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Park restaurant, Westmount


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Park is the restaurant of Chef Park who was previously the Chef at Kaizen, an upscale sushiya downtown (Yul)l. Mr Park has now opened his eponymous own restaurant in the wealthy neighborhood of Westmount (a restaurant that he owns with another associate). Since its opening in February, Park has enjoyed rising star status with many food journalists considering it as the finest of the current sushiyas in Montreal, a position on which I'll provide my own views in the conclusion of the current post.

The minimum that I should expect from a good sushiya is applied here: seafood is carefully selected as it should, all condiments made on the premises. The sushi technique is good, to Montreal standards, but not necessarily ahead of the pack. The non sushi aspect of my meal gave me the interesting opportunity to appreciate Park's creations through a new angle (up to now, I had never sampled his cuisine other than from his sushis creations at Kaizen, and here on an initial visit).

The kitchen here offers sushis, as well as a mix of korean/french offerings with at times, even latin american influences: for eg, chimichuri/jalapeno on top of nigiri. I have already sampled his sushis at Kaizen in the past, thus my decision to not stick to sushis only. I decided to give carte blanche to the kitchen for a tasting menu left at their discretion . To me, there is nothing better than to let the kitchen serves you what they judge best to offer on the spot. It is the way to go with the best Chefs in town. Therefore I picked the $85 omakase, for an overview of this kitchen's offerings.

b226126858.jpgTomato soup, matsutake (mushroom), grilled bio chicken showcased exactly what I am willing to pay for, at a restaurant: a depth of complex flavors that excite in mouth, with a work of texture that is superior to the standard good restaurant food items, produce of very high quality as expected at those prices. I know that an Omakase is not cheap, thus I want to see where my money has gone, and that exercise covers every single item that I am served. I could indeed find a first justification to that cost, here. That was delicious, its execution pertaining to the grand table standards, and the flavors did exactly what I do expect from an omakase: transport me closer to Asia. Furthermore, no shortcut is taken on this item: the creativity and on-the-spot inspiration that I do expect from a tasting menu left at the discretion of the Chef (omakase) are strong features of this soup. Certainly not an ordinary soup, that one I was having 8/10

b226126908.jpgScallop, dashi / sake bouillon - The stock of dashi with its hint of sake was my first introduction to their work of the bouillon, an aspect that is, to me, extremely important in making an opinion about the ability of a kitchen. The fabulous bouillon was simply a lesson in the art of making the stock: the perfect amount of heat, the right balance of flavor, the stock impossibly perfect on this meal . An exciting bouillon, and ...not the sole star of the dish: the large scallop was also a show-stopper for its impressive depth of marine freshness, a texture and sear so glamourous that I thought it was prepared for a photo shoot, its taste simply divine. I was born on the shores of the Indian Ocean, a treasure of stunning seafood, thus I tend to be a bit picky with seafood produce, but that one, on this evening... What a scallop, that was! Easily the most impressive scallop dish I ever sampled in Yul, and I am taking the "big guns" into account, here 9/10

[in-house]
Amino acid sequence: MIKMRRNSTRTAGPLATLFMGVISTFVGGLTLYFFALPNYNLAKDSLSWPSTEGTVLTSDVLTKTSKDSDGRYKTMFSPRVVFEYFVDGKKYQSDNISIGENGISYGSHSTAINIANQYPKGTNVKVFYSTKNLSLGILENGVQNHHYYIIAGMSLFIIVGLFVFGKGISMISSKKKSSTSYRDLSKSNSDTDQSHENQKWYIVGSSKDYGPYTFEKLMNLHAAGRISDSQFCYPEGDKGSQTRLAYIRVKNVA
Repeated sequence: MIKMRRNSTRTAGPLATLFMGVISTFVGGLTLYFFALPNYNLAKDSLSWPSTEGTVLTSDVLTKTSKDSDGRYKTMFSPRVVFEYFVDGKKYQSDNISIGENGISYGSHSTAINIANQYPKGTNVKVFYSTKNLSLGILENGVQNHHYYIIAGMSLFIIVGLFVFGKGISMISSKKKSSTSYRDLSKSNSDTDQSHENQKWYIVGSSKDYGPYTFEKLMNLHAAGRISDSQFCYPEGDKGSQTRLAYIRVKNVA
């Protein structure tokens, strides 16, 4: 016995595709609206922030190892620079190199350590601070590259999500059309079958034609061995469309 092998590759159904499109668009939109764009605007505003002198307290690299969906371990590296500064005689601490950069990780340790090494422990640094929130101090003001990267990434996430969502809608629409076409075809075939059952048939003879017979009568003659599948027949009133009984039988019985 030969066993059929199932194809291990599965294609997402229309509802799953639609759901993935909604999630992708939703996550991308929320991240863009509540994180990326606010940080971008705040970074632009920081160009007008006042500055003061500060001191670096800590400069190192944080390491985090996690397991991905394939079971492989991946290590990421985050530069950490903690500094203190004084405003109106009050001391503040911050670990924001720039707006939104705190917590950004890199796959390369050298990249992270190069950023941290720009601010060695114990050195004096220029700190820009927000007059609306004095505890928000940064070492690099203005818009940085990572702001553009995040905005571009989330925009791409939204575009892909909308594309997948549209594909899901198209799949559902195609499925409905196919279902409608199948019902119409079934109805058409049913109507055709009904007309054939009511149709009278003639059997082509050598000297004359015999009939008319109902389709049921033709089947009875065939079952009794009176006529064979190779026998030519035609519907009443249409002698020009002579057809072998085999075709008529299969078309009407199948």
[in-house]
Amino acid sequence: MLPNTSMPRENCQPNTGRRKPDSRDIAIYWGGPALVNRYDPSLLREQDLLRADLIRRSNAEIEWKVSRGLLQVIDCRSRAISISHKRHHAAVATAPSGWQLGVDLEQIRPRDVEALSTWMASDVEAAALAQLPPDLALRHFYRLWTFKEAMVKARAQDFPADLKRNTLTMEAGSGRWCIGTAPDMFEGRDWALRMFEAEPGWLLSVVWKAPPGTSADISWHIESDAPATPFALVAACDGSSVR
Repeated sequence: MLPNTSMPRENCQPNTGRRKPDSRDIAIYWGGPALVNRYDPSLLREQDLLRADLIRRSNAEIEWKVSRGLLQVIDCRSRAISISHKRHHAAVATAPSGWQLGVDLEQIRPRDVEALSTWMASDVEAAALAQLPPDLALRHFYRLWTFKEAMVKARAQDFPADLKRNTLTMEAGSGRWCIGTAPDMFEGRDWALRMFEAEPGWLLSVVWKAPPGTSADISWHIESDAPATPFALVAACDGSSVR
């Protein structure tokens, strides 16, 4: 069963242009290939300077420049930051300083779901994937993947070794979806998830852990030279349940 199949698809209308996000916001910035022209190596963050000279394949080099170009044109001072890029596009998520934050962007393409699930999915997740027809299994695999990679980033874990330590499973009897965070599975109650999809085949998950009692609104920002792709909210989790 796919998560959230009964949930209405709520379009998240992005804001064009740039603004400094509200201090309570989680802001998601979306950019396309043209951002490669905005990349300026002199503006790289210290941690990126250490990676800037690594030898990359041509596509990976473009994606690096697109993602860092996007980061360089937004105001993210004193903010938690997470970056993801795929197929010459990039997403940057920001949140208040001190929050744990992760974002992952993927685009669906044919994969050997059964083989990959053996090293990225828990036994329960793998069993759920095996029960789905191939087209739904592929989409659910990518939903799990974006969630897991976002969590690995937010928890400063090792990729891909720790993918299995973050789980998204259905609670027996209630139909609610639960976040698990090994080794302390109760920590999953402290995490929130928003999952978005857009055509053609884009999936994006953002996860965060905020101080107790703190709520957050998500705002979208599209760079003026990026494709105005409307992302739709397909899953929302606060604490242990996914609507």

b226127249.jpgThen an array of nigiris (uni, albacore, etc) - The quality of the produce is there, the rice nicely done, Chef Park clearly knowing how to make a sushi tasty, but although Montreal is not a sushi destination, I was somehow personally more taken by sushis at places like the now-closed Katsura, recently Yasu in Brossard, or what Chef Park himself was actually doing in his days at Kaizen. I found Park sushis (I had more of his sushis on a first visit here, a while back) to be good, but not great, nor excellent, nor exceptional 7/10 . And in total honesty, although my review of Jun I did not sound enthusiastic, to me no one is beating Jun I on Yul's sushiya scene as of lately.

b226127425.jpgNext, a trio of sashimis (amberjack, albacore) bathed in a bouillon- This was a world class dish, with again an again, very impressive bouillon (a dashi bouillon) and prime fish morsels of remarkable succulence. Whoever is making those bouillon and has pushed those sashimis to such delectable heights is a cook of great talent. Many will tell you 'Oh..it is just how you marinade it...', to which the answer should always be "Ah...so how come only few can really deliver a stunning one, then...??"" --- Furthermore, what has also impressed me with this Omakase...right up to this dish.... is that genuine feature of being really transported in Asia through fantastic exotic flavors. 10/10